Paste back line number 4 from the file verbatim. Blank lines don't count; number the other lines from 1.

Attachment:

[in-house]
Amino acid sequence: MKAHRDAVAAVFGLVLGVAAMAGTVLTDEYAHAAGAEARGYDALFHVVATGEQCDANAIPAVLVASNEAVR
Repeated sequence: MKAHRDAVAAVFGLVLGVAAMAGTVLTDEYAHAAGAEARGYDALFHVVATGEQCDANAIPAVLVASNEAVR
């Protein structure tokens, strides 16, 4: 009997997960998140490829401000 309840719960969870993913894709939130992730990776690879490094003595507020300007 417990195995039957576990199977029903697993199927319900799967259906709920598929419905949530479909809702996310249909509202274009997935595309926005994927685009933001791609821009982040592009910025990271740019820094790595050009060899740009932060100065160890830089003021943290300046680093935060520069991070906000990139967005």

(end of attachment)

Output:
């Protein structure tokens, strides 16, 4: 009997997960998140490829401000 309840719960969870993913894709939130992730990776690879490094003595507020300007 417990195995039957576990199977029903697993199927319900799967259906709920598929419905949530479909809702996310249909509202274009997935595309926005994927685009933001791609821009982040592009910025990271740019820094790595050009060899740009932060100065160890830089003021943290300046680093935060520069991070906000990139967005």